CIO salaries lag as work multiplies
As the healthcare CIOs responsibilities multiply, the CIO pay – typically six figures – lags, according to a new survey from SSi Search, a retained, executive search firm. However, as the survey indicates, for healthcare CIOs, it’s not about the money, it’s about the pressure and the help they need – help that is often hard to find.
[See also: Talent shortages threaten IT momentum.]
The survey results titled "Healthcare’s Million Dollar Man," note that both the HITECH Act of 2009 and healthcare reform have put unprecedented pressure on the CIO and IT team to execute major technology changes within their organizations.
"These are arguably some of the greatest changes to impact modern healthcare in America," the report notes, "and both are dependent on technology."
[See also: War on talent about to begin in healthcare IT.]
According to SSi Search, the typical healthcare CIO today is a highly educated male who has served in the role for 10 years and earns $286,000. The survey drew 178 responses. Of the respondents:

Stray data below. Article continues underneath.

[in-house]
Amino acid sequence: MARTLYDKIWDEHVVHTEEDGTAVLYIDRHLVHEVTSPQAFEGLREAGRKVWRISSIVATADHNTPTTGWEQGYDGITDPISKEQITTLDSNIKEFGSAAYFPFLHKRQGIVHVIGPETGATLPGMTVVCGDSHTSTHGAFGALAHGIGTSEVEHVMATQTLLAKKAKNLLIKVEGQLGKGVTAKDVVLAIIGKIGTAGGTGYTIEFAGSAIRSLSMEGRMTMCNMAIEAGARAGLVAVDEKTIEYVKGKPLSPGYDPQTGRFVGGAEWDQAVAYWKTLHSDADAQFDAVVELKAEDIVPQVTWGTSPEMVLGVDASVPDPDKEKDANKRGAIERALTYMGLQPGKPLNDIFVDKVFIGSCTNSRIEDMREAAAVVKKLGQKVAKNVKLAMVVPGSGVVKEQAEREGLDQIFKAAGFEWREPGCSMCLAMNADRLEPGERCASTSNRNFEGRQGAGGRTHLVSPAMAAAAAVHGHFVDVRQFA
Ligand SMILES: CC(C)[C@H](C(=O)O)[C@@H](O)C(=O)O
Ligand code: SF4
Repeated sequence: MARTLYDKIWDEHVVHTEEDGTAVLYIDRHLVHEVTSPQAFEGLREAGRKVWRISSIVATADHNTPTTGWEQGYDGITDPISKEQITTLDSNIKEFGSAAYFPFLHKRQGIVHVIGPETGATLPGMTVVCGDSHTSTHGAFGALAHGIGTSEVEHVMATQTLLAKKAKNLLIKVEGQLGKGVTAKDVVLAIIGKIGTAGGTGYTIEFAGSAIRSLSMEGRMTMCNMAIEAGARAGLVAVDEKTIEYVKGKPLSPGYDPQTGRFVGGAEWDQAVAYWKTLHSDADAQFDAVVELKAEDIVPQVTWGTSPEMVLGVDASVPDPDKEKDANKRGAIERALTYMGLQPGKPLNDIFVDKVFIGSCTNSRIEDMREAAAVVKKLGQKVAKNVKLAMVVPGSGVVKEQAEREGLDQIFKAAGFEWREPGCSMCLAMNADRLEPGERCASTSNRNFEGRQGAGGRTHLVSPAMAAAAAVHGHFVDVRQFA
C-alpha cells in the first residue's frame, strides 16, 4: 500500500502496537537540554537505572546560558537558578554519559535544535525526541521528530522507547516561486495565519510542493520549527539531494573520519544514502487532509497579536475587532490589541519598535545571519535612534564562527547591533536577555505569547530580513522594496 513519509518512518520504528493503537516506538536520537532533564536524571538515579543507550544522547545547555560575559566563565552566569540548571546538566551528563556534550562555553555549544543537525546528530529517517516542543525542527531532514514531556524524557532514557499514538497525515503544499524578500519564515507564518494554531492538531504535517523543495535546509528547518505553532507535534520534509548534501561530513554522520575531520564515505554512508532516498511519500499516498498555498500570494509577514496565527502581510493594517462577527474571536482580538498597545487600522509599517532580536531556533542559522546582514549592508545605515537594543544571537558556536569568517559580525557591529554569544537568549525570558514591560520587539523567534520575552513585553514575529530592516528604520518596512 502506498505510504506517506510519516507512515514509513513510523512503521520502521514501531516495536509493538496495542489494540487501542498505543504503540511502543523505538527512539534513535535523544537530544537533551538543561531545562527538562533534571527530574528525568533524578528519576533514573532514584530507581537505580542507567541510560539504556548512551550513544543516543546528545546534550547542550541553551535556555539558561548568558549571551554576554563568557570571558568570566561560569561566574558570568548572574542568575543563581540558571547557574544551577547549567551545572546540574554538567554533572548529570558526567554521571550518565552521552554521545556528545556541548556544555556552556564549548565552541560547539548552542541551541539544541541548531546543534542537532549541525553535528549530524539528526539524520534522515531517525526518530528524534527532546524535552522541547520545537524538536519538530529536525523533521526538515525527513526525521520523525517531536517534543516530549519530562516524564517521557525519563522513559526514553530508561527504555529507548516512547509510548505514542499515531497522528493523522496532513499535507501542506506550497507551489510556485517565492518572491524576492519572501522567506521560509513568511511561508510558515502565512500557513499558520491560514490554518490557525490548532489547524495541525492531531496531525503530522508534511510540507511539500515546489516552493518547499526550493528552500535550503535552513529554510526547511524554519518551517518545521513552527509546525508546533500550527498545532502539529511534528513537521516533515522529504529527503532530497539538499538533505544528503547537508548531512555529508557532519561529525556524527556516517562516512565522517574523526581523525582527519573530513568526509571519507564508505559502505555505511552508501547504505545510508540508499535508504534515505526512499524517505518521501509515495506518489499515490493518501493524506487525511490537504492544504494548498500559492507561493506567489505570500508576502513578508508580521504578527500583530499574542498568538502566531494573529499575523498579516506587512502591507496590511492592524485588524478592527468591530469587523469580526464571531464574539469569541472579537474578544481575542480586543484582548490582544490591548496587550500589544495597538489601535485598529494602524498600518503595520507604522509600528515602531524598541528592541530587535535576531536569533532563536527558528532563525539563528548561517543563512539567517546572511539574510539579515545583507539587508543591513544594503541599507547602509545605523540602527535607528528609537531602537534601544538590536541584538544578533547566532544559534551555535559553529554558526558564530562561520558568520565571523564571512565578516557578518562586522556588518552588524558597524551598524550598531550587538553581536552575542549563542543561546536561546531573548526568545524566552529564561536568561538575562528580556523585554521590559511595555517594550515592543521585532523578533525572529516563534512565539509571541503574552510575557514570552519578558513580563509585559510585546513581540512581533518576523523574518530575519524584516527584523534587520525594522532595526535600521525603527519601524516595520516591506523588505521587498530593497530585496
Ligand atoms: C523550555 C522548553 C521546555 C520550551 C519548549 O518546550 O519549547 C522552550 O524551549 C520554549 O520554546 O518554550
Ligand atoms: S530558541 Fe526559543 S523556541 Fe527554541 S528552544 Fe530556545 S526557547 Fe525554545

- 82 percent were male
- 97 percent have a college degree
- 61 percent have a master’s degree
Total compensation ranged from less than $125,000 to more that $725,000 per year.
While it might be expected that increased responsibilities would result in greater compensation, the survey found that was not the case.
The majority of respondents, 38 percent, reported an increase in compensation of 10 percent or less over the past four years.
A 2013 CHIME survey, which drew 263 respondents, indicated CIOs received less than a 3 percent raise to their base salary.
"One thing is clear," the survey report notes: "The CIO’s workload has outpaced compensation since HITECH."
But, salary does not appear top of mind for CIOs.
More than half report that current compensation is "good - in line with expectations." However, 12 percent indicated compensation was "significantly worse" and must be adjusted or they would look for work elsewhere.
"In our study we found that the majority were really OK with compensation: that's not what's bothering them," SSi-Search Managing Partner Pamela Dixon told Healthcare IT News. "First of all, CIOs really want to be a CIO. They are really focused on getting the job. They are not focused on making a ton of money. They want to excel at what they do. They're really focused on having the right team to support the ability to continue to deliver good results. That's No. 1. They want more and/or better qualified resources."
Find the full report here.